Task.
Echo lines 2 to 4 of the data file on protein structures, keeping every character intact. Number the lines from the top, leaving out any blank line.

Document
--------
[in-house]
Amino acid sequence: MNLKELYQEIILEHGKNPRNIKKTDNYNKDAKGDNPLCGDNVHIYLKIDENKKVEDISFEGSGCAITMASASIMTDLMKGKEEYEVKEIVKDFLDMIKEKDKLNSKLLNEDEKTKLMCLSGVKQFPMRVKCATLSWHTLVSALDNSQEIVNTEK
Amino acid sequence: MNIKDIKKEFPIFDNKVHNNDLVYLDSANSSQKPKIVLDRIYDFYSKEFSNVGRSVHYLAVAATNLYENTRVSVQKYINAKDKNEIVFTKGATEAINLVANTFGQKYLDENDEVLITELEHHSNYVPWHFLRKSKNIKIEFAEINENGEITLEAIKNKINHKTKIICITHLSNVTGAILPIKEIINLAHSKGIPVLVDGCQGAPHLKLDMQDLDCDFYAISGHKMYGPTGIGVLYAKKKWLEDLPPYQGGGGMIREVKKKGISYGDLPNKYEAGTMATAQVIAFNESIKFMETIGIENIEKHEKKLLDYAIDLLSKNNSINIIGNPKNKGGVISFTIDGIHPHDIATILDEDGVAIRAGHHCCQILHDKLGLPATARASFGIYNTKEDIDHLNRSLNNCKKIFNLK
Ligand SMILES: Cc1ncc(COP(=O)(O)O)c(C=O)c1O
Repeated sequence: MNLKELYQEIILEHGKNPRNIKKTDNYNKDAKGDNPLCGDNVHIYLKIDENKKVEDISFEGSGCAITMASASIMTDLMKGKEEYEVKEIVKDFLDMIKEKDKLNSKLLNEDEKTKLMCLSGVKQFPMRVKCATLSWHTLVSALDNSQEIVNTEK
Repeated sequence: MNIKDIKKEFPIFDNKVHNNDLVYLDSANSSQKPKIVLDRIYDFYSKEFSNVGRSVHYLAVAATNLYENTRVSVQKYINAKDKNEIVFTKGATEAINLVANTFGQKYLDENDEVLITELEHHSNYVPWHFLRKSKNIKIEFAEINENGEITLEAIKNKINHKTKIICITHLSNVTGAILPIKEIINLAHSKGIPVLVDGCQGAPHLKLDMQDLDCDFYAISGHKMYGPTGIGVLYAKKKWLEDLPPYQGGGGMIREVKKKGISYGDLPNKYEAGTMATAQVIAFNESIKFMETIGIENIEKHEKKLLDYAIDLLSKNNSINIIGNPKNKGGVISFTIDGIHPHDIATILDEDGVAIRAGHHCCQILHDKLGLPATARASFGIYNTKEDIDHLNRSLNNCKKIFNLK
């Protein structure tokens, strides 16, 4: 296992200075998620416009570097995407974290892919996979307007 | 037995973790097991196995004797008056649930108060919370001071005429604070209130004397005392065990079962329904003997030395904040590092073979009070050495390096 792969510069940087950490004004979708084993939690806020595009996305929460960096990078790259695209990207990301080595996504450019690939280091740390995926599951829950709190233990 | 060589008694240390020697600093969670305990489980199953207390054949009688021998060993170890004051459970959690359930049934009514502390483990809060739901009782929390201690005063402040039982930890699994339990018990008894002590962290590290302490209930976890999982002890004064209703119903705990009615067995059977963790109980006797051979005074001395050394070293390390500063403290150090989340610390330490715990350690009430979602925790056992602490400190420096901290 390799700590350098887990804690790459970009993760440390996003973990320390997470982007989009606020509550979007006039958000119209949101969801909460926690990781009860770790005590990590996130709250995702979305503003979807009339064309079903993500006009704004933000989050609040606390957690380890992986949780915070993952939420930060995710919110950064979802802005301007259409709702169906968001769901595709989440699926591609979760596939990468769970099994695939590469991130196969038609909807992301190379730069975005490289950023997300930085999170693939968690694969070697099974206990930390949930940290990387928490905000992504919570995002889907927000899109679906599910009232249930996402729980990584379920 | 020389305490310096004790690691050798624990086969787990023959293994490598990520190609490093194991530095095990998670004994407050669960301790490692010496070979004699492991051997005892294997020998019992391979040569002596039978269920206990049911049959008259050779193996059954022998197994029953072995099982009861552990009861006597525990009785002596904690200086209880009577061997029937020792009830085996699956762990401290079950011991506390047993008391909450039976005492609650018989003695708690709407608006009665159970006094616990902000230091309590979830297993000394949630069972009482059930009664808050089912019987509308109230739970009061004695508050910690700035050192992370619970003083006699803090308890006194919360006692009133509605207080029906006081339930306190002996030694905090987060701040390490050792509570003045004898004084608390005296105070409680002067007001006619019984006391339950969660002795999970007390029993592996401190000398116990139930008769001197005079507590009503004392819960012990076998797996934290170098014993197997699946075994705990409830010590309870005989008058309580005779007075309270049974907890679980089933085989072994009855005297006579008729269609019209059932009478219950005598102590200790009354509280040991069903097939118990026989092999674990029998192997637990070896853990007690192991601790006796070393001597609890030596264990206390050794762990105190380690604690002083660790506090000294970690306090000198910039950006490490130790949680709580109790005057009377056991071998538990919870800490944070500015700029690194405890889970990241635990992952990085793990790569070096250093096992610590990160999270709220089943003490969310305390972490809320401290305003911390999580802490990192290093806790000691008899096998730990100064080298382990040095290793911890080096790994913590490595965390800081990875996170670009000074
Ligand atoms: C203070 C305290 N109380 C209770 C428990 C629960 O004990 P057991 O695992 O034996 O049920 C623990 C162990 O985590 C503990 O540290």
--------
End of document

Amino acid sequence: MNLKELYQEIILEHGKNPRNIKKTDNYNKDAKGDNPLCGDNVHIYLKIDENKKVEDISFEGSGCAITMASASIMTDLMKGKEEYEVKEIVKDFLDMIKEKDKLNSKLLNEDEKTKLMCLSGVKQFPMRVKCATLSWHTLVSALDNSQEIVNTEK
Amino acid sequence: MNIKDIKKEFPIFDNKVHNNDLVYLDSANSSQKPKIVLDRIYDFYSKEFSNVGRSVHYLAVAATNLYENTRVSVQKYINAKDKNEIVFTKGATEAINLVANTFGQKYLDENDEVLITELEHHSNYVPWHFLRKSKNIKIEFAEINENGEITLEAIKNKINHKTKIICITHLSNVTGAILPIKEIINLAHSKGIPVLVDGCQGAPHLKLDMQDLDCDFYAISGHKMYGPTGIGVLYAKKKWLEDLPPYQGGGGMIREVKKKGISYGDLPNKYEAGTMATAQVIAFNESIKFMETIGIENIEKHEKKLLDYAIDLLSKNNSINIIGNPKNKGGVISFTIDGIHPHDIATILDEDGVAIRAGHHCCQILHDKLGLPATARASFGIYNTKEDIDHLNRSLNNCKKIFNLK
Ligand SMILES: Cc1ncc(COP(=O)(O)O)c(C=O)c1O